I am just started reading a new book this morning on my Google Books app. It's titled "Ten Acres Enough". You can buy it in the Amazon store here, but it is also available free on Google books here.
While I am only about ten pages into this book, it has already hit home for me. Things change....or do they? This book was written in 1864 by Edmund Morris. He laments in the first chapter about the unstable financial situation that has been happening in his business world, and the issues that face most people living Philadelphia.
When speaking about tough times between 1837 and 1842:
"Previous to this crisis, necessity had driven me to the banks for discounts, one of the sore evils of doing business upon insufficient capital. As is always the case with these institutions, they compelled me to return the borrowed money at the very time it was least convenient for me to do so. They needed it as urgently as myself."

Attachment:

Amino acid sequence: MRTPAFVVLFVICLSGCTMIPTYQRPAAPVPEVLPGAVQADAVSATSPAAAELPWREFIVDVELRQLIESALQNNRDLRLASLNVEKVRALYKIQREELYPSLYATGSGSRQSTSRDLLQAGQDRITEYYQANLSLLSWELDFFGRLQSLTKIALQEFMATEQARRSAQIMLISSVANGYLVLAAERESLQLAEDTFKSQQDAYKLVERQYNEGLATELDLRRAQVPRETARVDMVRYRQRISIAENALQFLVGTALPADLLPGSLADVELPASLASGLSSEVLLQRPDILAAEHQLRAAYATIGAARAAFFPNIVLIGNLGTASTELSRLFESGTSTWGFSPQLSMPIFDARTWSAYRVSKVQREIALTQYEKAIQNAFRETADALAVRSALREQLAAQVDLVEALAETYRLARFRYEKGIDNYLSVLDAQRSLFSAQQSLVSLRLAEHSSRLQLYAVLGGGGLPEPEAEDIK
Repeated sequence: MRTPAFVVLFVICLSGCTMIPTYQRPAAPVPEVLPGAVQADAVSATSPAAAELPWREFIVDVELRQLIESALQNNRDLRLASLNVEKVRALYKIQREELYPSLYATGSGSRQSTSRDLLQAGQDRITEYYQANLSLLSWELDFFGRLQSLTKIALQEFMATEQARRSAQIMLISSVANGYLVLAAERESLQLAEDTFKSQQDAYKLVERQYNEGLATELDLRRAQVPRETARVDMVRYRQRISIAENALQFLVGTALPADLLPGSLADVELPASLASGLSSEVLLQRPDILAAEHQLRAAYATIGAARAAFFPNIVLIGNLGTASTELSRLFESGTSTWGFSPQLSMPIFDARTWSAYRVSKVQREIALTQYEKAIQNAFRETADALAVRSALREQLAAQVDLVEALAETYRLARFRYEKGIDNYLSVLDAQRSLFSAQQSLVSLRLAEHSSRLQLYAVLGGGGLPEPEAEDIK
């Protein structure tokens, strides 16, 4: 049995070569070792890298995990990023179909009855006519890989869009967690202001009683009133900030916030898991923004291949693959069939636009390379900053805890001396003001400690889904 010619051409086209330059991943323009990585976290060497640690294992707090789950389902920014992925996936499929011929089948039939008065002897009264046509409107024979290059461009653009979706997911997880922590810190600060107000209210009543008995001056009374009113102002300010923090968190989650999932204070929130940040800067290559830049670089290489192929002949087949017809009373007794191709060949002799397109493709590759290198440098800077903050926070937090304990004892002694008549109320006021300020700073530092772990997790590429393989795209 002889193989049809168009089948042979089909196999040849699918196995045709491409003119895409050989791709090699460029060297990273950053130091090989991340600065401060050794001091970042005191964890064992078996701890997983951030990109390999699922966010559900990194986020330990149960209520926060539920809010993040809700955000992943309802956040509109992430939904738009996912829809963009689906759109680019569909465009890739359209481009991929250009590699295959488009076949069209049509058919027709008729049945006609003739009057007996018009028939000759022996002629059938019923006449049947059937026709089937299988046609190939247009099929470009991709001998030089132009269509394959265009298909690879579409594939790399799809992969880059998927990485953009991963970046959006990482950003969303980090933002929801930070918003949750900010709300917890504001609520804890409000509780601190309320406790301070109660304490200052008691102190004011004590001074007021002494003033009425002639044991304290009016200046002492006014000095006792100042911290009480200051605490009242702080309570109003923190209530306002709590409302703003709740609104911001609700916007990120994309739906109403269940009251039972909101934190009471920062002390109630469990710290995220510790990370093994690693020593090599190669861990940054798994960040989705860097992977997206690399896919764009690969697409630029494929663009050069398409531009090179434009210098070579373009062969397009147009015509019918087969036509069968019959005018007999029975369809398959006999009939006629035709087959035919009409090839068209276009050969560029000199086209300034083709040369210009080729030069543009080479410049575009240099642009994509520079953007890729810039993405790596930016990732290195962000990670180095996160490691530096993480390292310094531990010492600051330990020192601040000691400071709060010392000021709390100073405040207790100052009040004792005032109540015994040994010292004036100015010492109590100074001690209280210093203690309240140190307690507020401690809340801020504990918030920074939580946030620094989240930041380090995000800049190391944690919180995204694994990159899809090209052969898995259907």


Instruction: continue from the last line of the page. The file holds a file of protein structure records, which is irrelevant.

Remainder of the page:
And on talking about his investigation into farming and moving away from the city:
"The leading idea in my mind was this, that a man of ordinary industry and intelligence, by choosing a proper location within hourly reach of a great city market could so cultivate a few acres as to insure a maintenance for his family free from the ruinous vibrations of trade or commerce in the metropolis. All my reading served to convince me of its soundness. I did not assume that he could get rich on the few acres which I ever expected to own, but I felt assured that he could place himself above want. I knew that his peace of mind would be sure. With me this was dearer than all."
Sound familiar? It does to me, very much what I am hearing in my own head, as well as from most people I know. I will update you as I continue to read this book, and let you know what else I learn.